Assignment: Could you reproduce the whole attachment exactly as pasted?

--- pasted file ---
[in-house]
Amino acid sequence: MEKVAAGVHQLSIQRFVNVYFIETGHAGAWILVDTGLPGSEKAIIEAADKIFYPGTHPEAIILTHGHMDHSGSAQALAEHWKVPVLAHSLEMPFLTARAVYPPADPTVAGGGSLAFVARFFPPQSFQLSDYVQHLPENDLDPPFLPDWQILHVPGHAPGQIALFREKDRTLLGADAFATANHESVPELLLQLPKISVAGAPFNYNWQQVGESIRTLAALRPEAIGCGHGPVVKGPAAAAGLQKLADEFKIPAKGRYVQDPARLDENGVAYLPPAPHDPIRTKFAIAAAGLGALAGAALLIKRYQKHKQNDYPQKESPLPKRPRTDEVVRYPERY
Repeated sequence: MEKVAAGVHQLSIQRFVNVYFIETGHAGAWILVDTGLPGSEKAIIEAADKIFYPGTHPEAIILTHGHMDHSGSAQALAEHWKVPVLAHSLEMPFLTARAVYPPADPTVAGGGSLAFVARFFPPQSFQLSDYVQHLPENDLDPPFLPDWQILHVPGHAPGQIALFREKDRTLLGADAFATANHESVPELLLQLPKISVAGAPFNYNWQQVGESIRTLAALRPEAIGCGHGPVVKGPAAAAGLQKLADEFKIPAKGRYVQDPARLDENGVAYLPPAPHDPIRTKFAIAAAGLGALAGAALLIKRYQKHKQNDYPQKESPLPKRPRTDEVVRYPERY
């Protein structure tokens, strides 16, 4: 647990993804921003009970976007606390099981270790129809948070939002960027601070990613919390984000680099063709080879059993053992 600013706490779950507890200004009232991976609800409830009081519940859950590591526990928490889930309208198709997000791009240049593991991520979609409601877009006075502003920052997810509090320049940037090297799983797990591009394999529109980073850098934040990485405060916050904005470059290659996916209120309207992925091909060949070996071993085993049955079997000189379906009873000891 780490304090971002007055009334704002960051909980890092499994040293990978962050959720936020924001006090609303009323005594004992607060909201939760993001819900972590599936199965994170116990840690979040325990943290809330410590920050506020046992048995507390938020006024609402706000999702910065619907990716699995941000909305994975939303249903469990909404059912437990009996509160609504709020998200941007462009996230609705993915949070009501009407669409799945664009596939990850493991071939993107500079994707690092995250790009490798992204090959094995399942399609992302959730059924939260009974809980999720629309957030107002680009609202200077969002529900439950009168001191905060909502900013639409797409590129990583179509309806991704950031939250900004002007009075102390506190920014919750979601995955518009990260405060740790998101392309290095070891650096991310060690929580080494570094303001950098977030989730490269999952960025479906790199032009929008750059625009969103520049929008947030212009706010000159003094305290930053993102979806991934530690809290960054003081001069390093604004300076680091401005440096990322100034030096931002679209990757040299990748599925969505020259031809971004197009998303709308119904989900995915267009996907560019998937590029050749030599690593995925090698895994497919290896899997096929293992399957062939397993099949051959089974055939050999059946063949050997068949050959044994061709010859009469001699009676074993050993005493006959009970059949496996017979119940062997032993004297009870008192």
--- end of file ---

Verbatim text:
[in-house]
Amino acid sequence: MEKVAAGVHQLSIQRFVNVYFIETGHAGAWILVDTGLPGSEKAIIEAADKIFYPGTHPEAIILTHGHMDHSGSAQALAEHWKVPVLAHSLEMPFLTARAVYPPADPTVAGGGSLAFVARFFPPQSFQLSDYVQHLPENDLDPPFLPDWQILHVPGHAPGQIALFREKDRTLLGADAFATANHESVPELLLQLPKISVAGAPFNYNWQQVGESIRTLAALRPEAIGCGHGPVVKGPAAAAGLQKLADEFKIPAKGRYVQDPARLDENGVAYLPPAPHDPIRTKFAIAAAGLGALAGAALLIKRYQKHKQNDYPQKESPLPKRPRTDEVVRYPERY
Repeated sequence: MEKVAAGVHQLSIQRFVNVYFIETGHAGAWILVDTGLPGSEKAIIEAADKIFYPGTHPEAIILTHGHMDHSGSAQALAEHWKVPVLAHSLEMPFLTARAVYPPADPTVAGGGSLAFVARFFPPQSFQLSDYVQHLPENDLDPPFLPDWQILHVPGHAPGQIALFREKDRTLLGADAFATANHESVPELLLQLPKISVAGAPFNYNWQQVGESIRTLAALRPEAIGCGHGPVVKGPAAAAGLQKLADEFKIPAKGRYVQDPARLDENGVAYLPPAPHDPIRTKFAIAAAGLGALAGAALLIKRYQKHKQNDYPQKESPLPKRPRTDEVVRYPERY
């Protein structure tokens, strides 16, 4: 647990993804921003009970976007606390099981270790129809948070939002960027601070990613919390984000680099063709080879059993053992 600013706490779950507890200004009232991976609800409830009081519940859950590591526990928490889930309208198709997000791009240049593991991520979609409601877009006075502003920052997810509090320049940037090297799983797990591009394999529109980073850098934040990485405060916050904005470059290659996916209120309207992925091909060949070996071993085993049955079997000189379906009873000891 780490304090971002007055009334704002960051909980890092499994040293990978962050959720936020924001006090609303009323005594004992607060909201939760993001819900972590599936199965994170116990840690979040325990943290809330410590920050506020046992048995507390938020006024609402706000999702910065619907990716699995941000909305994975939303249903469990909404059912437990009996509160609504709020998200941007462009996230609705993915949070009501009407669409799945664009596939990850493991071939993107500079994707690092995250790009490798992204090959094995399942399609992302959730059924939260009974809980999720629309957030107002680009609202200077969002529900439950009168001191905060909502900013639409797409590129990583179509309806991704950031939250900004002007009075102390506190920014919750979601995955518009990260405060740790998101392309290095070891650096991310060690929580080494570094303001950098977030989730490269999952960025479906790199032009929008750059625009969103520049929008947030212009706010000159003094305290930053993102979806991934530690809290960054003081001069390093604004300076680091401005440096990322100034030096931002679209990757040299990748599925969505020259031809971004197009998303709308119904989900995915267009996907560019998937590029050749030599690593995925090698895994497919290896899997096929293992399957062939397993099949051959089974055939050999059946063949050997068949050959044994061709010859009469001699009676074993050993005493006959009970059949496996017979119940062997032993004297009870008192």